Responsible person Shuren Google wants to challenge Amazon's drone express delivery project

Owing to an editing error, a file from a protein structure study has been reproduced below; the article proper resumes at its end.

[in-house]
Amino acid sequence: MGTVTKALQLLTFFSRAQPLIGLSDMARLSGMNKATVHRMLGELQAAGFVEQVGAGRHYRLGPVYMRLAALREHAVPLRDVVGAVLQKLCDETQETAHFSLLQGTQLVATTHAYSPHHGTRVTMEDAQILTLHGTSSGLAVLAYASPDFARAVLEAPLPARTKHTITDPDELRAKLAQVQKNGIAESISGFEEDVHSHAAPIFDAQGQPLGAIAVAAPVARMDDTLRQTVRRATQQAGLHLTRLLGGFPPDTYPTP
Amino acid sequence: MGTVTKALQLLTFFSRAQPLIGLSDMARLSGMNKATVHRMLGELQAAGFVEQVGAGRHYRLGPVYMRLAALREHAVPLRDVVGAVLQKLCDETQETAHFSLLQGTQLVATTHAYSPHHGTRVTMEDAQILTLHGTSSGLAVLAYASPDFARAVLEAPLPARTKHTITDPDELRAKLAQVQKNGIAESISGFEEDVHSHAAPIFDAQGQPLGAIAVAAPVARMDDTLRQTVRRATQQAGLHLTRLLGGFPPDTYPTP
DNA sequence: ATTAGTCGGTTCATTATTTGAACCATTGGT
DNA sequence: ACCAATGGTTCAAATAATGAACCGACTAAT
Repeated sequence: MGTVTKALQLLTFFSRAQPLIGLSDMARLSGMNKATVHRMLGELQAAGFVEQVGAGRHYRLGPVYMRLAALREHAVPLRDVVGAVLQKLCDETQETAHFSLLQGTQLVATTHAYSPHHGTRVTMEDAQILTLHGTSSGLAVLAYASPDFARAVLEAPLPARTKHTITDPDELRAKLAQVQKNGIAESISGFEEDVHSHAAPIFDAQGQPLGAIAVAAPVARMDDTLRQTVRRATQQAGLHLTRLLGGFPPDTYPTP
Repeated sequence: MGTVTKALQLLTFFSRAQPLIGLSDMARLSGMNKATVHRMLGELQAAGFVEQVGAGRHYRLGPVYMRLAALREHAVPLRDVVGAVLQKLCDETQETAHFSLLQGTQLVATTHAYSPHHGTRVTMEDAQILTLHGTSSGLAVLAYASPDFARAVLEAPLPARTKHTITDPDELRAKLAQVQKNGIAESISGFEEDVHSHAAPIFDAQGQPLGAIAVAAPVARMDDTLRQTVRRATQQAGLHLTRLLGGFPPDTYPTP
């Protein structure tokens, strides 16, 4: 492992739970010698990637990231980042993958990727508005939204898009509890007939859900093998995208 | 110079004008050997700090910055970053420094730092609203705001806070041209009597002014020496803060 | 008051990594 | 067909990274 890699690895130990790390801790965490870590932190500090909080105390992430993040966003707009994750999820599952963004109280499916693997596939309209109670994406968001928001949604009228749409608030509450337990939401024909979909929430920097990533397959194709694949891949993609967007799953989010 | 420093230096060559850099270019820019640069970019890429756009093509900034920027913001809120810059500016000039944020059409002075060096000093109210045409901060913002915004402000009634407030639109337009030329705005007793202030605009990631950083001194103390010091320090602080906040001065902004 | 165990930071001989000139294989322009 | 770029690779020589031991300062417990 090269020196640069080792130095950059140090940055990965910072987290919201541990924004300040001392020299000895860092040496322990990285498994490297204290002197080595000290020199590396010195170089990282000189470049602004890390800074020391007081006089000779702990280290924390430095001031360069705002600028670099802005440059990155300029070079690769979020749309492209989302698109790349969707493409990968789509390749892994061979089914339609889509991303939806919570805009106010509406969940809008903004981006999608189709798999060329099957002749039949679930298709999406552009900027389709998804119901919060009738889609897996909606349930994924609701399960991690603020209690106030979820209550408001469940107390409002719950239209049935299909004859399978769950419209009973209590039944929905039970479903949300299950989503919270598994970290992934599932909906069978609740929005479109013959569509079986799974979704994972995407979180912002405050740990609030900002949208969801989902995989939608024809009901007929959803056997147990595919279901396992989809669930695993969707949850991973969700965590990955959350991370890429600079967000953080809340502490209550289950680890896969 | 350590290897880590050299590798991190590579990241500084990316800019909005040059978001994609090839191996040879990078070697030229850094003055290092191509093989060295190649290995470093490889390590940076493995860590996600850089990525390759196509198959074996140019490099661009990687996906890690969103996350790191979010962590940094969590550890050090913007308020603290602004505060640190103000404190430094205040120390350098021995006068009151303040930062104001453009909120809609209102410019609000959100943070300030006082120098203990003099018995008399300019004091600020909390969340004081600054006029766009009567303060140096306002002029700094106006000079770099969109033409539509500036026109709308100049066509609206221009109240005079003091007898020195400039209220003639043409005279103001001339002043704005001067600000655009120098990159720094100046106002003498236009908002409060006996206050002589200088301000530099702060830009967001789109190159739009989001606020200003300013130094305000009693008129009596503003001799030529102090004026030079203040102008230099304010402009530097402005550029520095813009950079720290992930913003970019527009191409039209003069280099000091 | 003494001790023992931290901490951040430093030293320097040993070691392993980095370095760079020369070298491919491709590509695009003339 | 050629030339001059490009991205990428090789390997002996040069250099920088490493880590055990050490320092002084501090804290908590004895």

David Vos, who heads Project Wing for Google’s parent company Alphabet’s drone project, has left the company. Prior to leaving the company, Voss was the head of drone for Alphabet’s mysterious subsidiary X. Alphabet X is called “Moonshot Factory”. It develops driverless cars and uses balloons to transmit Wi-Fi signals, drones, and other items. The company also found a new way to turn seawater into fuel and they worked with researchers to try to turn dreams into reality. For Voss’ departure, a spokesman for Alphabet X stated that Voss left because of chasing other opportunities. He said, "Worth helped establish a solid foundation for aviation culture in the team. He gave us an understanding of the Project Wing project and was able to execute end-to-end delivery tasks repeatedly and safely. We thank Voss for its contribution to the company." And wish him good luck in his future career." Voss showed on the personal page of professional social networking website linked In that he has worked at Alphabet for more than two years. Voss holds a Ph.D. in aerospace power, estimation and control from the Massachusetts Institute of Technology. Most of X's ideas ended without results, and some ideas were "born" and were rejected in only a few hours. For innovative laboratories, if projects are to be passed, they must solve a problem that can affect millions or billions of people. Technology must be “bold” and have the opportunity to create a market in the next 5 or 10 years. If a product can be used in advance, the reason may be that other companies are already developing; if it takes a long time, the return may not be high, but it is eliminated when the technology is ready. Project Wing is the Alphabet X drone express project. Amazon launched the Prime Air drone express program in 2013, and Google (Alphabet's predecessor) project Wing project Wing officially announced in August 2014. In August of this year, the Federal Aviation Administration of the United States approved Project Wing drones for actual testing. Alphabet can perform drone measurements at one of six test sites specified by the Federal Aviation Administration. Currently, Amazon and Google have not provided detailed explanations for their drone plans, but both companies have talked about their respective strategic priorities. Amazon has said that the company will focus on fast, efficient package delivery. Google, on the other hand, talked about the control of airspace below 400 meters (as stipulated, drones can only fly at a low altitude of 400 meters or less). Voss said in an interview with Bloomberg last year: “We believe that the future airspace is not dominated by any company or any organization. Google did not want to create a unique solution. Our idea is that every company should be able to Build your own solutions freely.” Project Wing has not yet officially commercialized. Recently, Project Wing formed an alliance with Chipotle, a fast food chain company, to start providing drone service to students on Virginia Tech campus.

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